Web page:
The best bread makers on test

Can a machine make your life (and loaf) easier? The BBC Good Food on-test team put electronic bread makers through their paces – discover our best buys.

Loaf of bread with slices taken out

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We're pretty accustomed to making bread by hand, so we were a little sceptical as to the need to replace our own kneading, proving, knocking back and shaping. We were quickly converted.

Bread makers are easy to use, take only a few minutes of preparation and can be left to create magical results, with no human intervention required and no additives.

Our testing proved you don’t need to spend all your dough to get a good loaf and more functions don't necessarily equate to a better machine.

When buying a bread maker, consider what’s important to you. A longer time delay and keep warm mode gives more flexibility if you're always on the go.

Some machines also make cake and jam, although avid bakers may prefer traditional techniques. Size is a big consideration and it’s worth thinking about room to store versus number of mouths to feed.  

Read on to discover which bread maker to buy. For over 200 buyer's guides, visit our product review section to read reviews of everything from stand mixers and food processors to slow cookers and chopping boards.

Russell Hobbs

Russell Hobbs compact fast bake bread maker

Best all-round bread maker

Bonus functions: 13-hour delay, keep warm, gluten-free, dough, cake, jam and compote, fast bake, three sizes of loaf up to 1kg

This is the second smallest machine we tested yet we were impressed it could still produce a 1kg loaf. Smart black appearance, clear instructions, a variety of functions and good baking results – it ticked all the boxes. If we were going to be picky, we’d ask for a bigger selection of included recipes, à la Kenwood or Panasonic.

 

Panasonic bread maker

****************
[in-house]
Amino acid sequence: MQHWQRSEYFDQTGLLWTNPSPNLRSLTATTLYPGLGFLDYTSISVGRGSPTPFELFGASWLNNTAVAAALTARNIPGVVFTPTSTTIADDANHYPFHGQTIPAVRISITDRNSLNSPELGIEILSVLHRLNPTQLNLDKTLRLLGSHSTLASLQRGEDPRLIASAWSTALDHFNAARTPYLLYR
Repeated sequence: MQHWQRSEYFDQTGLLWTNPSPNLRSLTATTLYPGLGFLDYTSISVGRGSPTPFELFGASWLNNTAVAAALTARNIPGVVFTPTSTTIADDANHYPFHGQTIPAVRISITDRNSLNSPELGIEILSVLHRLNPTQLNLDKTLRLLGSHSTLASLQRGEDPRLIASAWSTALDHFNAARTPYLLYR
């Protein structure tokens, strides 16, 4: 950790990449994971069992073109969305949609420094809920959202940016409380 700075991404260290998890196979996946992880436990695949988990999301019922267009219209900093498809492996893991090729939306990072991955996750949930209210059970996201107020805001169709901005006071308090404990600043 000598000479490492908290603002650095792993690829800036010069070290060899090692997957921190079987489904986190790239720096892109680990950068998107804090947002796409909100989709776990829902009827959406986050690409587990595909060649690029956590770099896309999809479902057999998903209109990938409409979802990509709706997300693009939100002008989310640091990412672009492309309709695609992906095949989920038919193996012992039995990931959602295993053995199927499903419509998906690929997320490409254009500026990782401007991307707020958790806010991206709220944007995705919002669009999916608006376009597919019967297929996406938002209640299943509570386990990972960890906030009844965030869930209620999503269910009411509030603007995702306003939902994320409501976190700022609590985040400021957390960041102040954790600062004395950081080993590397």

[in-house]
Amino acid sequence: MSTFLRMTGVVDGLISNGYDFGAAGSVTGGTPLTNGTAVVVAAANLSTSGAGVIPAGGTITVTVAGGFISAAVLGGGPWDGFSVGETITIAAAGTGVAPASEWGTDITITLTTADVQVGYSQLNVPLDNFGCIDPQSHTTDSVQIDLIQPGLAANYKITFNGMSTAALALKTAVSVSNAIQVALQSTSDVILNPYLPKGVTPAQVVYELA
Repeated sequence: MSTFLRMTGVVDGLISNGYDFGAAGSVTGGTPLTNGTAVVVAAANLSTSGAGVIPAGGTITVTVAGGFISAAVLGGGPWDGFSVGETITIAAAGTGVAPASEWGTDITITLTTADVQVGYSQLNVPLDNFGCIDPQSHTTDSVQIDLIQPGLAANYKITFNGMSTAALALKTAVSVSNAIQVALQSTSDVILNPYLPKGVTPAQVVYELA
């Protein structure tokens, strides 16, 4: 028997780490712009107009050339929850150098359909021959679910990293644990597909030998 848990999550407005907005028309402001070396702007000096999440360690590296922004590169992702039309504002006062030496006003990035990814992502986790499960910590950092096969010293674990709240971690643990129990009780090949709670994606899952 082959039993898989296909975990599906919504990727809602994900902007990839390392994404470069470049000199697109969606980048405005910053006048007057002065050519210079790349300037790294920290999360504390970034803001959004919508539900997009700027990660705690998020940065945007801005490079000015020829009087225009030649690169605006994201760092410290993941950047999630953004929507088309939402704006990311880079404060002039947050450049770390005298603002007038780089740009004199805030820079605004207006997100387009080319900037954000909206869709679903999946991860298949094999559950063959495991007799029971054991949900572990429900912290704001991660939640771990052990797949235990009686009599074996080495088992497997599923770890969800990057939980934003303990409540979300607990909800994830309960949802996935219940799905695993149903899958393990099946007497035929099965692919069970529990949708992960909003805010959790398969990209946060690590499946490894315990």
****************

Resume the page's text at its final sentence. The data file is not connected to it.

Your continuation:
Panasonic automatic bread maker SD-ZB2512

Best bread maker for the adventurous cook

Bonus functions: 13-hour delay, gluten-free, dough, cake, jam and compote, added ingredient dispenser, yeast dispenser, fast bake, three loaf sizes up to 1.5kg

If you fancy yourself a bit of a pro then this is the machine for you. With 33 functions and a huge range of recipes, including a sourdough starter, it certainly kept us entertained. The machine bakes an ‘XL’ loaf with a real textbook finish. The yeast dispenser is a helpful addition, negating any risk of the raising agent being activated too soon. It looks slick too, reminiscent of professional kitchen equipment.

 

 

Lakeland bread maker

Lakeland white compact 1lb daily loaf bread maker

Best space-saving bread maker

Bonus functions: 13-hour delay, 1-hour keep warm, gluten-free, fast bake, dough, cake, one loaf size (500g)

The smallest kitchen footprint out of all the bread makers we tested, this diminutive machine is the ideal choice if you’re short on space and don’t have a houseful of mouths to feed. Baking a fabulous 500g loaf, it’s one you could keep on the side and use daily. Simple in function, we’d recommend it for those who want a simple, reliable bake without fuss or frills.


Buy from Lakeland (£59.99)

Morphy Richards

Morphy Richards multi-use fast bake bread maker

Best bread maker for technophobes

Bonus functions: 13-hour delay, 1-hour keep warm, gluten-free, dough, cake, jam, fast bake, three loaf sizes up to 900g

The step-by-step picture guide in the instruction book meant using the machine was quick and easy from the outset. It has a big viewing window so if you’re doubtful about handing over the reins to technology, you can check on progress at any point. The results were also exceptional – our white seeded loaf was the best of all the loaves we baked.

 

Buyer's advice

What we looked for when testing bread makers

Quality of loaf: We wanted an even rise, great texture, appearance and, to state the obvious, a delicious taste.

Ease of use: We preferred machines that had easy to use functionality and display. A viewing window was a bonus.

Versatility: A good range of bread types were essential and other baking options a plus.